By Richard Cowan
WASHINGTON (Reuters) – Democrats who narrowly control the U.S. Congress will confront twin threats to advancing President Joe Biden’s agenda as they return to Washington from a break this week: United opposition from Republicans and bickering in their own ranks.
They need near-total unity on goals and tactics to advance Biden’s proposed $4 trillion in spending packages, after passing a $1.9 trillion COVID-19 relief measure in March with a maneuver that skirted Senate rules requiring a supermajority for most legislation.
An expanded child tax credit, which passed as part of that package, is one issue that could fracture their tight 218-212 majority in the House of Representatives and shakier 50-50 split in the Senate, where Vice President Kamala Harris holds the tie-breaking vote.
Progressives are staging a power-play to make the one-year expansion permanent, but some moderate Senate Democrats have raised concerns.
“It’s about seizing the moment. The moment is now,” said Democratic Representative Rosa DeLauro, chair of the powerful House Appropriations Committee and one of a sizeable band of liberals who have rejected Biden’s compromise offer of extending the expanded child tax credit only through 2025.
History explains DeLauro’s sense of urgency: The next congressional election is less than 18 months away and typically a president’s party loses seats in the midterm vote after taking office. If Republicans recapture a majority in either chamber of Congress, they could block Biden’s agenda.
Indeed, Senate Republican Leader Mitch McConnell last week told reporters in his home state of Kentucky that is his goal.
“One hundred percent of our focus is on stopping this new administration,” McConnell said.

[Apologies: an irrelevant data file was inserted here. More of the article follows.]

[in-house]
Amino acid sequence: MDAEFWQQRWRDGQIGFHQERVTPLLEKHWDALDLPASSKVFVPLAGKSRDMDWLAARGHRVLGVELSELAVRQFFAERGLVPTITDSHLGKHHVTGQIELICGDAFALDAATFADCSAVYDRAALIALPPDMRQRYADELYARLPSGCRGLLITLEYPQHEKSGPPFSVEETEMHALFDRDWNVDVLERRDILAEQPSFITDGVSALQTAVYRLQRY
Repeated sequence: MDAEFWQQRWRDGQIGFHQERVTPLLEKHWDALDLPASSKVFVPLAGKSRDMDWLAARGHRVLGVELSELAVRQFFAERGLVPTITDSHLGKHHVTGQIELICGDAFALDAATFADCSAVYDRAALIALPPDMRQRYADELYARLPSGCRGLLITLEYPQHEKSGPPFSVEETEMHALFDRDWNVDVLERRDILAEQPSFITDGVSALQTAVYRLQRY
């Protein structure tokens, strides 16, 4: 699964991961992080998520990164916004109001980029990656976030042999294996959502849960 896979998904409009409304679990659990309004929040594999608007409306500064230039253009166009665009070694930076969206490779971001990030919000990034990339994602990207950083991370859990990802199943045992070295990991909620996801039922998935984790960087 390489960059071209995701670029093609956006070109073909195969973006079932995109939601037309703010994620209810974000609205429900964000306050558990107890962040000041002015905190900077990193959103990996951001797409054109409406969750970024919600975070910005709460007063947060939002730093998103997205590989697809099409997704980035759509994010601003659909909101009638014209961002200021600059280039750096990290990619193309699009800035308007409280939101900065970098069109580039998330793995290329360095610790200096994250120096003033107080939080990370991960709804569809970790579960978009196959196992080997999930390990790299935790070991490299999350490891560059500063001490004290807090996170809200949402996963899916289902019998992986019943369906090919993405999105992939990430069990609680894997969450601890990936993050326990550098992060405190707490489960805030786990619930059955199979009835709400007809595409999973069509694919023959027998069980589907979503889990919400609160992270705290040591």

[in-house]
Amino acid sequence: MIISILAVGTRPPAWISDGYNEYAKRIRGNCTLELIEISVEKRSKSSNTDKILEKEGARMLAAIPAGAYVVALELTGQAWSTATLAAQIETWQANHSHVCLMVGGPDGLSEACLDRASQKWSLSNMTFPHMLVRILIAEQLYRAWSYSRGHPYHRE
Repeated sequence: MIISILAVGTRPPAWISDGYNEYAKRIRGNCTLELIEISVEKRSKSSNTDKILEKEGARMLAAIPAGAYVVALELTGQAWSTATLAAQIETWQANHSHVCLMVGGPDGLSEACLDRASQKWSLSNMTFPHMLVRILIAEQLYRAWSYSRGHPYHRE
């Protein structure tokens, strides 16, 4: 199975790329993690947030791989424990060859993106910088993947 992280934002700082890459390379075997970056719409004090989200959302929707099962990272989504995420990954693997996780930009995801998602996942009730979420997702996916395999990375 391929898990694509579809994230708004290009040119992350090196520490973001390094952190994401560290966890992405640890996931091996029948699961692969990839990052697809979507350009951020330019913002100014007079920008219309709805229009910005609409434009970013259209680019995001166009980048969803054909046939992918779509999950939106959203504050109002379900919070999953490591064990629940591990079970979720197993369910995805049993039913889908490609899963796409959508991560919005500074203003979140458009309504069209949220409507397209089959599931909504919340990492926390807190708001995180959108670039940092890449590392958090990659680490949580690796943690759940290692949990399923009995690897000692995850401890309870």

House Republicans, meanwhile, have their own fight ahead this week as they vote on whether to remove Representative Liz Cheney from leadership for her rejection of former President Donald Trump’s false claims of election fraud.
‘DEFICITS AND COSTS’
Congress’ Joint Committee on Taxation estimated that the one-year expansion of the credit will cost $110 billion.
Progressives argue a permanent extension will ease the cost to taxpayers by helping move poor families, especially minorities, off of some government supports. They also indicated a willingness to consider other offsets of costs.
Still smarting from Senator Bernie Sanders’ failed effort to include a hike in the federal minimum hourly wage to $15 in the March bill, progressives see many of the same moderate senators as a likely roadblock on the tax credit.
Democratic Senator Tom Carper said he needed to study the proposal but expressed money worries, saying, “I always think about deficits and costs…it’s part of my DNA.”
Likewise, Senator Jeanne Shaheen said, “We need to take a look at how the child tax credit does this year and make sure we’ve got some data to support the fact that it’s going to benefit the kids.”
The extension will be just one of many policy fights Democrats will have to work out in coming months as they agree on which measures to tuck into Biden’s sweeping spending bills.
Senate Majority Leader Chuck Schumer has said he knows Republicans might decide to again sit on the sidelines and watch Democrats struggle to pass Biden’s agenda on their own.
That would necessitate using “budget reconciliation,” which temporarily suspends the 60-vote super-majority required to advance most legislation in the 100-member Senate. The tactic was used to propel Biden’s first COVID-19-relief package to victory. For it to work, every one of the 50 Senate seats controlled by Democrats must vote together.
That is what progressives such as Senator Sherrod Brown urged.
“Few times in history do we have an opportunity like this and we need to seize it,” Brown told reporters.
(Reporting by Richard Cowan; Editing by David Gregorio)
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